• Leave your pets at home – this preserve functions as a protected wildlife area for native plants and animals.
  • Have fun exploring nature.

Please DO NOT:

  • Feed or disturb wildlife.
  • Hunt, trap, fish, dig, pick or otherwise remove plants, animals or other artifacts from the preserve.
  • Bring motorized vehicles, ATVs, bicycles, horses, onto the preserve, except in the designated parking area off Road 257.
  • Bring alcohol or firearms on the preserve.
  • Camp, make fires, or smoke while visiting the preserve.
  • Swim in the river.

The Milton-McCabe Preserve Greenway Trail links the historic town of Milton with the Conservancy’s Edward H. McCabe Nature Preserve. Beginning at the Milton Memorial Park boat launch, a canoe trail winds two miles down the Broadkill River to the preserve. There it joins a three-mile hiking trail system. A roadside parking area provides access to the hiking trails for non-canoeists.

Canoeing the Broadkill River

Canoeing along the Broadkill offers a unique perspective on this important river corridor. Mixed hardwood and cedar forests line the river banks, flanked by a mosaic of agricultural lands. Large red maple, blackgum, sweetgum, loblolly pine, and occasional Atlantic white cedars overhang the river banks. Their brilliant fall foliage is a delight, and streamside forests serve important ecological functions — providing wildlife habitat, filtering storm water runoff and stabilizing riverbanks with vast root systems. Keen eyes will pick out large-mouth bass, bluegill and, in the spring, migrating river herring as these surface-feeding fish seek out insects. The majestic great blue heron, with its pale blue-gray color, sharp bill, long legs and six-foot wing span, is hard to miss as it glides above the river. In spring and early summer, watch for the golden head and breast of the prothonotary warbler perching on riverbank tree limbs.

Close to the preserve, the character of the river landscape begins to shift. Freshwater tidal marshes and scrub-shrub wetlands form broad transition zones between the river and its forested banks. The globally rare seaside alder is found here. While in flower in autumn, seaside alder is readily discernible from its common associate, smooth alder. Most of the world’s population of seaside alder are found on the Delmarva Peninsula.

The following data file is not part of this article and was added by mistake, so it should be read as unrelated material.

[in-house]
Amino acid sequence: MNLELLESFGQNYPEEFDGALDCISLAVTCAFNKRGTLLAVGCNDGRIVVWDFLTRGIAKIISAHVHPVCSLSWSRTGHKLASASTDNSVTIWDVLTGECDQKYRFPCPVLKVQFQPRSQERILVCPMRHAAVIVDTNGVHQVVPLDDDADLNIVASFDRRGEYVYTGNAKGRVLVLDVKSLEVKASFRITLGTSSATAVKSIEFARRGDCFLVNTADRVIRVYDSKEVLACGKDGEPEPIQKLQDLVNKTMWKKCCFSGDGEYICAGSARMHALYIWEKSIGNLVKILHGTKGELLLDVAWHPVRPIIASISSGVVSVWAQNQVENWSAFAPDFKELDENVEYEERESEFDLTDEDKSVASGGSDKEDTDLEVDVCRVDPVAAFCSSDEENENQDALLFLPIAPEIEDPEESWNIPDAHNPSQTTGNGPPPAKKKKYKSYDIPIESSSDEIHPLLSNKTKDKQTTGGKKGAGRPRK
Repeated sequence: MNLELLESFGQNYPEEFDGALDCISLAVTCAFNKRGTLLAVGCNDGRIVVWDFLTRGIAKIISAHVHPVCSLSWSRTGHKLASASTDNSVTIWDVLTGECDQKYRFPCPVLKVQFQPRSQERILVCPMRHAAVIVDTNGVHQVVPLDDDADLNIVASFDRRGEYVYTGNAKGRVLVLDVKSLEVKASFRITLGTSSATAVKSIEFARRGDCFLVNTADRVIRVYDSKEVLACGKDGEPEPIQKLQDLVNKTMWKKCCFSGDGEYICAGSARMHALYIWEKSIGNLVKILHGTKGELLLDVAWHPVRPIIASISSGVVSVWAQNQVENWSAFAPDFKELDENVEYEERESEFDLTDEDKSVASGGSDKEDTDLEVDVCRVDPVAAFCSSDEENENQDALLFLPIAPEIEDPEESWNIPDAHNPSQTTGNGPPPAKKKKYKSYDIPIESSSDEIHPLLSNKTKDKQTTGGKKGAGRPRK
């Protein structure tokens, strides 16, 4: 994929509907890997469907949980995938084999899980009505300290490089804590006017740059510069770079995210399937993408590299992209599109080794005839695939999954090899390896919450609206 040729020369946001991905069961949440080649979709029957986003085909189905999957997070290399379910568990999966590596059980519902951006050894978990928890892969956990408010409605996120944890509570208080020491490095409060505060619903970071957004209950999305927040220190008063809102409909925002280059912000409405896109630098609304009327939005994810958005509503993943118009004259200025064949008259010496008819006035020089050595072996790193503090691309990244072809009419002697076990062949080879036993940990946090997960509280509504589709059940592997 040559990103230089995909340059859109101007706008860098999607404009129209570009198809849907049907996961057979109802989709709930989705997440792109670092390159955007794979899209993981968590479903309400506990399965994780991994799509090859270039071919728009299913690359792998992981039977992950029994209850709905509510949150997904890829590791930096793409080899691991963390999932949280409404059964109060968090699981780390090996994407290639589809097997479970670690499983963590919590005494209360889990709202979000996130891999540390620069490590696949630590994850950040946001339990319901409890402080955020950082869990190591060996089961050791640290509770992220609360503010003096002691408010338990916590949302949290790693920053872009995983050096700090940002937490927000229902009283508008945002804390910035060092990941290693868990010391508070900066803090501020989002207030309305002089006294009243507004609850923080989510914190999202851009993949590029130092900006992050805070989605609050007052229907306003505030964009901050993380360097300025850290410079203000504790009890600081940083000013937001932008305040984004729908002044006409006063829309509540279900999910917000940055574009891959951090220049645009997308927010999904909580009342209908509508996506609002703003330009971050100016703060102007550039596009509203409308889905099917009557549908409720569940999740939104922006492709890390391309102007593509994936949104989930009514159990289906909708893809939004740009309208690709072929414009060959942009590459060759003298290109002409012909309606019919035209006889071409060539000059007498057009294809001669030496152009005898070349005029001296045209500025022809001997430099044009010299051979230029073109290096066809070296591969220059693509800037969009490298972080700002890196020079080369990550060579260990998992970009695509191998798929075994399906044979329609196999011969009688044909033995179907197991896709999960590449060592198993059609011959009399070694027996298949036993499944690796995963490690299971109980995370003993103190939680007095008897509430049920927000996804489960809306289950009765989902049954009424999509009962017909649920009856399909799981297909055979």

In spring, listen for the distinctive croak of the green frog, twanging like a loose banjo string. This frog depends on shallow freshwater habitats along the Broadkill. Approximately two miles downriver of the put-in at Milton Memorial Park, look for the McCabe Nature Preserve canoe dock on the south side of the river. Please tie your boat up and come ashore.

Dock Rules

A new floating dock was installed at the McCabe Preserve in the winter of 2018. The dock is for use by non-motorized vessels only including kayaks, canoes, and stand-up-paddleboards. Visitors are invited to use the dock during normal preserve hours (dawn to dusk). No fishing or swimming is allowed from the dock or adjacent shorelines. A picnic table is available for use near the dock; please take your trash with you.  

Hiking the McCabe Nature Preserve

Just minutes from Milton, the Conservancy’s Edward H. McCabe Nature Preserve is a pastoral 143-acre refuge. Hiking around the preserve will reveal upland forests, swamp forests, tidal marsh and scrub-shrub wetlands, and a restoration area. Plus, a native meadow planted in spring 2016 attracts pollinators like monarch butterflies and Eastern bluebirds. Don't forget the trail map.